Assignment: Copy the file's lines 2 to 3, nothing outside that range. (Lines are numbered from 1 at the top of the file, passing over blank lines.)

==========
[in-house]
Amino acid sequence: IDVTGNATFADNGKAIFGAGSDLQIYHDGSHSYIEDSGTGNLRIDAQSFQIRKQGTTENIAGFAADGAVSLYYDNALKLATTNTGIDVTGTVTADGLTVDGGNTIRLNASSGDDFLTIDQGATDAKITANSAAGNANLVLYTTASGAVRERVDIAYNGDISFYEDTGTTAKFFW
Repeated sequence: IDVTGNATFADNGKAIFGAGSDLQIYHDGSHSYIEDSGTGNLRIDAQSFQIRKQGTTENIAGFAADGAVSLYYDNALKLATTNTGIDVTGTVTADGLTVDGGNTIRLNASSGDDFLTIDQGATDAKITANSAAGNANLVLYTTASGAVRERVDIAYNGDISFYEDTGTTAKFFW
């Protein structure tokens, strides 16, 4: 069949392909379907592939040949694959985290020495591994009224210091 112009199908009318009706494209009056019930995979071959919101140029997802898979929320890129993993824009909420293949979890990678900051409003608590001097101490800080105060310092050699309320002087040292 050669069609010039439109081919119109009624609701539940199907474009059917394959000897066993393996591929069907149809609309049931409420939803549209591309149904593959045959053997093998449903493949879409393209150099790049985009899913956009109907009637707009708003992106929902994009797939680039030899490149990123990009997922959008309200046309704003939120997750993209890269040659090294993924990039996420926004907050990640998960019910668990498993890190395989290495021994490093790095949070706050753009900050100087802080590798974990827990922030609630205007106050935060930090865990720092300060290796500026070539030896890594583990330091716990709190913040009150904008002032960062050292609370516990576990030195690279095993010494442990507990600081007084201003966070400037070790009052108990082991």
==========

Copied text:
Amino acid sequence: IDVTGNATFADNGKAIFGAGSDLQIYHDGSHSYIEDSGTGNLRIDAQSFQIRKQGTTENIAGFAADGAVSLYYDNALKLATTNTGIDVTGTVTADGLTVDGGNTIRLNASSGDDFLTIDQGATDAKITANSAAGNANLVLYTTASGAVRERVDIAYNGDISFYEDTGTTAKFFW
Repeated sequence: IDVTGNATFADNGKAIFGAGSDLQIYHDGSHSYIEDSGTGNLRIDAQSFQIRKQGTTENIAGFAADGAVSLYYDNALKLATTNTGIDVTGTVTADGLTVDGGNTIRLNASSGDDFLTIDQGATDAKITANSAAGNANLVLYTTASGAVRERVDIAYNGDISFYEDTGTTAKFFW